Researchers at the University of Michigan Comprehensive Cancer Center are working on an imaging technique that is able to measure the progress of treatments for prostate cancer that has spread into nearby bones. The process measures the diffusion of water contained in tumors. The full study appears in the April 15 issue of Cancer Research.
"Currently, we have no way of detecting bone tumor response to therapy, even with all of the imaging options we have available. The magnitude of this problem is huge – as many as 500,000 people in the United States have metastatic breast or prostate cancer to the bone," said Brian D. Ross, PhD, study author and professor of radiology and biological chemistry at the U-M Medical School and co-director of the Molecular Imaging Program at the U-M Comprehensive Cancer Center.
Functional diffusion map, the imaging method used, takes MRI scans and special software to track the diffusion of water through the cells, with changes tracked during the course of treatment. This is because tumor cells slow the movement of water and as they die the movement of water increases.
Researchers studied metastatic prostate cancer in mice; half the mice were given chemotherapy to treat the cancer, while the remaining mice served as an untreated control group. The mice that did not receive treatments had little or no clear change in water diffusion. At the end of the study, the researchers removed the tumors and found the functional diffusion map predicted the tumors’ response to treatment.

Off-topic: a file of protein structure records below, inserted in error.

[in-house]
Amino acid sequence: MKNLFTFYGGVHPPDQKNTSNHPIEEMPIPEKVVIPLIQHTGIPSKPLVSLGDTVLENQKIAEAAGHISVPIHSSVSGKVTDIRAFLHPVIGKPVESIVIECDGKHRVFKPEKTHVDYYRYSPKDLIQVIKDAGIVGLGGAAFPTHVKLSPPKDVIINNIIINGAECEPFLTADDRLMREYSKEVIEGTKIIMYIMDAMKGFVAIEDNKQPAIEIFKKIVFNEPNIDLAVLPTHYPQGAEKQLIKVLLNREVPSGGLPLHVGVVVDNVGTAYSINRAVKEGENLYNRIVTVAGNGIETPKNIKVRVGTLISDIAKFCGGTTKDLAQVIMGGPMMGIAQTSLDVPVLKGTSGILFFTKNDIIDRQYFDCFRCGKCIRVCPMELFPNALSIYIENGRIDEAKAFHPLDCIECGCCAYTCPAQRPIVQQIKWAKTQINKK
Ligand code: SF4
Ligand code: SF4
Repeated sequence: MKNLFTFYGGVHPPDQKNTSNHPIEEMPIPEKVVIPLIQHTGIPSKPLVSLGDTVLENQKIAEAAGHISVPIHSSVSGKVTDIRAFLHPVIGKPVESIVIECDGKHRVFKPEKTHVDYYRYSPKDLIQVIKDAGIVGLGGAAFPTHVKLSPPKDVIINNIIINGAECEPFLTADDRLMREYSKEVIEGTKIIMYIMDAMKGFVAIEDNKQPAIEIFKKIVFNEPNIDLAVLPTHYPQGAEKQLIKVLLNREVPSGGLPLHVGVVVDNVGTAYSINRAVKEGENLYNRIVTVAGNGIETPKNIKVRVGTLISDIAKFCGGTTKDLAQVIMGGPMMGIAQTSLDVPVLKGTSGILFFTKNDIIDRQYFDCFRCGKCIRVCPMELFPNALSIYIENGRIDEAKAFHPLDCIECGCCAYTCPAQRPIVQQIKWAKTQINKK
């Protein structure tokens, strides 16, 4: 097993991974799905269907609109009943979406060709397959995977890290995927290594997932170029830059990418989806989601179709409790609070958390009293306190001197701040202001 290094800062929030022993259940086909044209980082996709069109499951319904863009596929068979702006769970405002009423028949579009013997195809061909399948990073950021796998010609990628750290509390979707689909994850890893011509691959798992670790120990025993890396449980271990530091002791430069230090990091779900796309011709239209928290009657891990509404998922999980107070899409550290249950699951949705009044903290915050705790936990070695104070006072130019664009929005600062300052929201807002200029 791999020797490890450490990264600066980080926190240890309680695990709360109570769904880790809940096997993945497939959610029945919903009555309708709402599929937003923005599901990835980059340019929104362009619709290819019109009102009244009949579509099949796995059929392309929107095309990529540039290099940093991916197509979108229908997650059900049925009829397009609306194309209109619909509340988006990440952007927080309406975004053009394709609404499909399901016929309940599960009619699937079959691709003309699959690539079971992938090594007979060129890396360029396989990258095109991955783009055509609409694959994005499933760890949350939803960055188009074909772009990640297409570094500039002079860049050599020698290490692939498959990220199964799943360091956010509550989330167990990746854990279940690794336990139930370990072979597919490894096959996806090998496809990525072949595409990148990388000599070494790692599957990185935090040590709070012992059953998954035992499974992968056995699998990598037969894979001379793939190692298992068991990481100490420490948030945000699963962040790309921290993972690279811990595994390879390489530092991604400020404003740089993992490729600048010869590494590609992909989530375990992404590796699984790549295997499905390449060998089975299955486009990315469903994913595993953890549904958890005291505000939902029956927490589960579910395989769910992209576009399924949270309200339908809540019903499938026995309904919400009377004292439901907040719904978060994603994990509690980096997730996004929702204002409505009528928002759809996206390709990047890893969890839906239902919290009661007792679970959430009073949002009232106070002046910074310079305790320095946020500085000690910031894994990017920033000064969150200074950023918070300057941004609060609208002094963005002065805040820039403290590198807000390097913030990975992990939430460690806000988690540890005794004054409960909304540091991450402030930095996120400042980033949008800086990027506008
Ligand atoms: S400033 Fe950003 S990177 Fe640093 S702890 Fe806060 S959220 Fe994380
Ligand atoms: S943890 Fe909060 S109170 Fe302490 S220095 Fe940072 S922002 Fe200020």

"The functional diffusion map could serve as an early biomarker indicating that a tumor is responding to treatment. This could allow patients to switch to an alternative therapy without wasting time on a treatment that is not working," said another study author Kenneth Pienta, MD, professor of internal medicine and urology and director of the Urologic Oncology Program at the U-M Comprehensive Cancer Center.